My mom could make almost anything. She made dresses out of old feed sacks. She knitted mittens without a pattern. She could build a paddock and fix our car’s carburetor. If she didn’t already know how to do something, she got a book from the library and learned from there. Sometimes she just took things apart and figured out how they worked. Mom was a real genius, except for one thing: Pies.
Mom’s Good Housekeeping Cookbook opened right up to the pie crust recipes. She never could make a good pie crust. Those pages had lard blops all over them. I could see right through to the writing on the next page. Some flour got caught up the binding crevice and stayed there, turning the pages all yellow-brown and stiffer than the other pages. Yep, she was a genius at making things, but not pie crust. She tried and tried.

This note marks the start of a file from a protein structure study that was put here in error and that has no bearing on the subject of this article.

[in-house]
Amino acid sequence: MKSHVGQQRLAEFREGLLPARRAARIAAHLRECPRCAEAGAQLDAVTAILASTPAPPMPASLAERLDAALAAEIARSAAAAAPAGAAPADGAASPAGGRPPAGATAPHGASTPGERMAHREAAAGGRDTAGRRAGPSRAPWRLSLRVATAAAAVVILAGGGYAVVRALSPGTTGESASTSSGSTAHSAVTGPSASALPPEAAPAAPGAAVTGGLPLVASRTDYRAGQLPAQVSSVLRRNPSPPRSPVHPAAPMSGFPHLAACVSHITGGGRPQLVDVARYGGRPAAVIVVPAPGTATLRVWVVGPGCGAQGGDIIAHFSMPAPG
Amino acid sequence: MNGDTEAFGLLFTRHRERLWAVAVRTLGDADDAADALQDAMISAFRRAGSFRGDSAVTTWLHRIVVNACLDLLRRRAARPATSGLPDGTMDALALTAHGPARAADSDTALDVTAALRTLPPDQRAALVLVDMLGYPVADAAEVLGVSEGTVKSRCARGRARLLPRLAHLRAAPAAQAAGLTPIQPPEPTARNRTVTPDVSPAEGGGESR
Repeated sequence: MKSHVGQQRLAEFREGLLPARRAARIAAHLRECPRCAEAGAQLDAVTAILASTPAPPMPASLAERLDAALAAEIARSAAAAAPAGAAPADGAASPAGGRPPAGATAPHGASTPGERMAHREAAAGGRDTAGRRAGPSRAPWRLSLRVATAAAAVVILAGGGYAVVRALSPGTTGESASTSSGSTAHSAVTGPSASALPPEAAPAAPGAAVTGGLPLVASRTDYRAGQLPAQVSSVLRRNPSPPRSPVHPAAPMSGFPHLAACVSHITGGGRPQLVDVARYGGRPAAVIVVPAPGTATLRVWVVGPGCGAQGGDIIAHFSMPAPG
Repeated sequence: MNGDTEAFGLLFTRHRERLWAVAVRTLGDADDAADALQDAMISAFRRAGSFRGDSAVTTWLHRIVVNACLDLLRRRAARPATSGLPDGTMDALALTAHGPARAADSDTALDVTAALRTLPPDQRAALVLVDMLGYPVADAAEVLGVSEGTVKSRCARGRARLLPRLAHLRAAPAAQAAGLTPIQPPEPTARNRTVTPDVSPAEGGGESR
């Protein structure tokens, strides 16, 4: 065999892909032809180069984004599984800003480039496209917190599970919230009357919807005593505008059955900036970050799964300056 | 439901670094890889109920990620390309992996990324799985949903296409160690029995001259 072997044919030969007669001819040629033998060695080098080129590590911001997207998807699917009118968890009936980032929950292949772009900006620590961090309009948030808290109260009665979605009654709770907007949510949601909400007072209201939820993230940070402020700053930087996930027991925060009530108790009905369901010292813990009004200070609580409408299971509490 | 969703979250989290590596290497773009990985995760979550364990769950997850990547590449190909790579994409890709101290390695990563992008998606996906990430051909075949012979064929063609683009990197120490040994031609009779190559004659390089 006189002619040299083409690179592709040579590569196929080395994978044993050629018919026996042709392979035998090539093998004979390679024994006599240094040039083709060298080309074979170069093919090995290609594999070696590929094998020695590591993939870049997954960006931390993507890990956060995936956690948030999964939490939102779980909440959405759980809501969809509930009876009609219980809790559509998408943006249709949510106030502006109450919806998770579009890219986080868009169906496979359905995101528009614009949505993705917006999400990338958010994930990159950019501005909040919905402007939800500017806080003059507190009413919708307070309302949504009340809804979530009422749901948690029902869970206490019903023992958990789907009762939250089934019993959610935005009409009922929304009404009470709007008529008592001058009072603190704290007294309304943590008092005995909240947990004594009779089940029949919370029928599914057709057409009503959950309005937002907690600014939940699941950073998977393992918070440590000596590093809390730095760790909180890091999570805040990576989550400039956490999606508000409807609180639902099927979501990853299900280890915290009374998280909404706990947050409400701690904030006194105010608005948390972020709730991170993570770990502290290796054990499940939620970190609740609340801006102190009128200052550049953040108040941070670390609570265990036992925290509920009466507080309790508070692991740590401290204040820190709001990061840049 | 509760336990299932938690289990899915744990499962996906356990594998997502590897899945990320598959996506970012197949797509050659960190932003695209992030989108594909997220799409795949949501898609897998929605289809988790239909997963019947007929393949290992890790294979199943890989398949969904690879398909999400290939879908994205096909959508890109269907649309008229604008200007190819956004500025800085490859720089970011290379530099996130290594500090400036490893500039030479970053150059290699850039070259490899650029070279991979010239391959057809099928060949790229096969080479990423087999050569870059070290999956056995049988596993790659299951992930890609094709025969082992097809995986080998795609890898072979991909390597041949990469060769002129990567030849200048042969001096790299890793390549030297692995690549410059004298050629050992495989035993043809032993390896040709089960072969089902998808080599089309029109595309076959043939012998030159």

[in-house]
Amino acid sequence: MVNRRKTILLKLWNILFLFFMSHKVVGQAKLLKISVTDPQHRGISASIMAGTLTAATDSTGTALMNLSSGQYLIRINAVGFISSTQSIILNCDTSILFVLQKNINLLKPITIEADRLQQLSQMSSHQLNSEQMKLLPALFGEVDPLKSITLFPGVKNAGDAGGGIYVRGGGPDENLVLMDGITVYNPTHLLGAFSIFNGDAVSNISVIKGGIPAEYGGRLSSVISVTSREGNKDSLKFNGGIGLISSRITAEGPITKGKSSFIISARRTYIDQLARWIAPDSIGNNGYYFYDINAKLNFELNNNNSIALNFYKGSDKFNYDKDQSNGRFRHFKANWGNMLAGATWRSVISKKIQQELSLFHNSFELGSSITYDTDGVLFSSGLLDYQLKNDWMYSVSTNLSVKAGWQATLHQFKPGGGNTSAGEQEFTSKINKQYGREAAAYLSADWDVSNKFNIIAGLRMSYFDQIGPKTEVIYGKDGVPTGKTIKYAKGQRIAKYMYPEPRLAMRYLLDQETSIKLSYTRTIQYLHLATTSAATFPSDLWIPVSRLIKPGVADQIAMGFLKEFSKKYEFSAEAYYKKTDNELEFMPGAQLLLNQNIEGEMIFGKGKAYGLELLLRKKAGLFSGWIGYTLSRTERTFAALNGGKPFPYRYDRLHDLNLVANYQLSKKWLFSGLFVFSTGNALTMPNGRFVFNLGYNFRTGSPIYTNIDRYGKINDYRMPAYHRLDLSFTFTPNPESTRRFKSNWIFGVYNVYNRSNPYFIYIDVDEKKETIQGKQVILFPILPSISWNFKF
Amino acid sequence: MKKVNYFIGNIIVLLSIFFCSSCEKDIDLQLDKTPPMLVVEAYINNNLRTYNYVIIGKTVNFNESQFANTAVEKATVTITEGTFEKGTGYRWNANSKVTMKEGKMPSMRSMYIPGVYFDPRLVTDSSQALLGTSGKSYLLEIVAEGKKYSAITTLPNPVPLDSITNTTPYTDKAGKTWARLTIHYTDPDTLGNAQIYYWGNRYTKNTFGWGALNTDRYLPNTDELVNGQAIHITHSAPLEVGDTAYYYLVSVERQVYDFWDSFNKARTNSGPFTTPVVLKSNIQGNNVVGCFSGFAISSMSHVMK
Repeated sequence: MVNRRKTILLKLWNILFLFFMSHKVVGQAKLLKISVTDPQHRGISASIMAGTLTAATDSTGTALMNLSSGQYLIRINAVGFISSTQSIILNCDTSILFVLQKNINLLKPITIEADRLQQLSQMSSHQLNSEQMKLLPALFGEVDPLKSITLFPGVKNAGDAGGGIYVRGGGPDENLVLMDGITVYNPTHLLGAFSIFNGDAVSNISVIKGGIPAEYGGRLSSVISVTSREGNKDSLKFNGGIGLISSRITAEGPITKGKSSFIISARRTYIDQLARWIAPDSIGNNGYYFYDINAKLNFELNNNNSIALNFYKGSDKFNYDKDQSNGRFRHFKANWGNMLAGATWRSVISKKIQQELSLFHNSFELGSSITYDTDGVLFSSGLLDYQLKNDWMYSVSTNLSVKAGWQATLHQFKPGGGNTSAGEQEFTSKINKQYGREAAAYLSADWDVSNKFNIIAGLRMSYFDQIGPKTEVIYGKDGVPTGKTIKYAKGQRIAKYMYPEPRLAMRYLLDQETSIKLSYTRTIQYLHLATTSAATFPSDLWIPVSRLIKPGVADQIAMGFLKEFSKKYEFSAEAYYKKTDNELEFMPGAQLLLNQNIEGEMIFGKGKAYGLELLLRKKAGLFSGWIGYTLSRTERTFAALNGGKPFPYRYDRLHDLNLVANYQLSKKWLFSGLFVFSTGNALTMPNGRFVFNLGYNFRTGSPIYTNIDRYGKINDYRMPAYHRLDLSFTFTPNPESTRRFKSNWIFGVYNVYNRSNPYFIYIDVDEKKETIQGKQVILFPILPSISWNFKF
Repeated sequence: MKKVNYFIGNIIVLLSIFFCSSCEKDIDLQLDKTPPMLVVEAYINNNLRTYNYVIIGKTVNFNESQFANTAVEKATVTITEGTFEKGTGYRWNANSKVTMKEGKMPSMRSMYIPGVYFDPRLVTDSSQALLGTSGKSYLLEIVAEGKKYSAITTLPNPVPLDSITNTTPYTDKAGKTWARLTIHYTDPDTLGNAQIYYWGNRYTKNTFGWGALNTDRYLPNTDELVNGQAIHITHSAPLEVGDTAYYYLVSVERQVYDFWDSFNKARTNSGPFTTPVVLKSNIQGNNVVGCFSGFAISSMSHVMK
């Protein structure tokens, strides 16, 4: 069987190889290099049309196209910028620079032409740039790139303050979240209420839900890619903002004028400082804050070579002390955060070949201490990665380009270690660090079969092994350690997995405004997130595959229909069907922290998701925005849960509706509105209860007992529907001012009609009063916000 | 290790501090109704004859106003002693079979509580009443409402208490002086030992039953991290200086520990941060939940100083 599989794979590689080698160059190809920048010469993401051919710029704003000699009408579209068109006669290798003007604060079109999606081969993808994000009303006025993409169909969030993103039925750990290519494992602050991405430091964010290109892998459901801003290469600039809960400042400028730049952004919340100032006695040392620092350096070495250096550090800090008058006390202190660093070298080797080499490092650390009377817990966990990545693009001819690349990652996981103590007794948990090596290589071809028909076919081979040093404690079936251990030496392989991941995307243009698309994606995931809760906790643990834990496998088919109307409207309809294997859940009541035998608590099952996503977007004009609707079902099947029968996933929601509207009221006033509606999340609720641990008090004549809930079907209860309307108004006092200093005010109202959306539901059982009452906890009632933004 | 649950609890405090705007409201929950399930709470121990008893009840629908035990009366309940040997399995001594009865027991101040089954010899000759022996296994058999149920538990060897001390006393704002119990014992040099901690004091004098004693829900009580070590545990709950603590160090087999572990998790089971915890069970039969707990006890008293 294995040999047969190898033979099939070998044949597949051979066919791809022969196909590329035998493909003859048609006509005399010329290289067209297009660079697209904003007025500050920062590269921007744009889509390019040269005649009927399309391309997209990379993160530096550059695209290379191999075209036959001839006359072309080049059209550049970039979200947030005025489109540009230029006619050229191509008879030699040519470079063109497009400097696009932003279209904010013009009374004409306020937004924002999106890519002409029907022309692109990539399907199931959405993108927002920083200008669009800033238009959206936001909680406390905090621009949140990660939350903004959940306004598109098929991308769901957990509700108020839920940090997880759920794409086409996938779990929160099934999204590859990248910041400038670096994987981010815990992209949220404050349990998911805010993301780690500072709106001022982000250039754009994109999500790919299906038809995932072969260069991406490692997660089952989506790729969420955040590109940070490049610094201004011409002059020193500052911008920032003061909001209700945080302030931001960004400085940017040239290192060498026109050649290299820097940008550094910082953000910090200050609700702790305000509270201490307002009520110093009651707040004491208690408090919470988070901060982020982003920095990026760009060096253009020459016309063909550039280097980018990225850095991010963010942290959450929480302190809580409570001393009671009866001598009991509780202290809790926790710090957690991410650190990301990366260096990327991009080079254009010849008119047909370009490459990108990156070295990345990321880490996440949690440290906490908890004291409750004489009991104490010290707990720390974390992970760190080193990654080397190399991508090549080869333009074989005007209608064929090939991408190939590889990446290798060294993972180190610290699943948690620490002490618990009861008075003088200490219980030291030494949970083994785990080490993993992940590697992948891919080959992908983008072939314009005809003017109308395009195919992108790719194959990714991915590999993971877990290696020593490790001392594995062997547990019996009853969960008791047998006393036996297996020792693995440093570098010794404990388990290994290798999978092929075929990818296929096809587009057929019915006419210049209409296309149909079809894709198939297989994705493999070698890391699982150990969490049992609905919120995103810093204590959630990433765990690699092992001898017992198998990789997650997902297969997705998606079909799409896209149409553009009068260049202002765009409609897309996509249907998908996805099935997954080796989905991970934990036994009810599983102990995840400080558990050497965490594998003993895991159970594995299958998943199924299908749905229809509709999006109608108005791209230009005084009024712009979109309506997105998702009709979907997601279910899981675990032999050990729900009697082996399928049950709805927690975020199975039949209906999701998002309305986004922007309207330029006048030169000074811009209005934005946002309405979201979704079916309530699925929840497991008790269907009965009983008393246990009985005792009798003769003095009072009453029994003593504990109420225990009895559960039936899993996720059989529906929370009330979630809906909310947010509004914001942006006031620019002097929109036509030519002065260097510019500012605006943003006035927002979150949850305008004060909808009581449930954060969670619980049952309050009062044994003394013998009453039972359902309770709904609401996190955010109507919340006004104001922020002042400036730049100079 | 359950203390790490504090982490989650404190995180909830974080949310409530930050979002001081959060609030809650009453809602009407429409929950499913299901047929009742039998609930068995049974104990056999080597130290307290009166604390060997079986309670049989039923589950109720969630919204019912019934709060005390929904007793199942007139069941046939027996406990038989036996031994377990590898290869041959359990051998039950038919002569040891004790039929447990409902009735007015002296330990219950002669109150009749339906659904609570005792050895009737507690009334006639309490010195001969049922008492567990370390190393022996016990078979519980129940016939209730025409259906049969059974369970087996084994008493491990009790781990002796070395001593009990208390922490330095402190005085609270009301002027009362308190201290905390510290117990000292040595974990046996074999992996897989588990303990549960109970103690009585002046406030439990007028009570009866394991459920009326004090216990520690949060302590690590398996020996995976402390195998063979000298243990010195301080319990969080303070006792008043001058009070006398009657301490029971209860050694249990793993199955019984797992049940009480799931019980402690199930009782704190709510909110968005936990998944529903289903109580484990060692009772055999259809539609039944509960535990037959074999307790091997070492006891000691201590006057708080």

I liked to help. Bonita, Deanna and I lined up on one side of the table, Mom on the other with her big crock mixing bowl, flour, water, and a big tin. My-oh-my, I never saw so much vanilla ice cream in my entire life.
“Can I have a taste?” I asked. I could feel my mouth getting wet, ready to slide around that ice cream.
“You won’t like it,” she said. “It’s lard.”
“Yes I will.” She said that about lots of stuff I liked. She scooped a big spoonful out for me. It was creamy smooth; so warm and slippery on my tongue, different from the sweet icy-cold of ice cream. I loved it. Mom’s mouth squinched up into a kiss, only Continue reading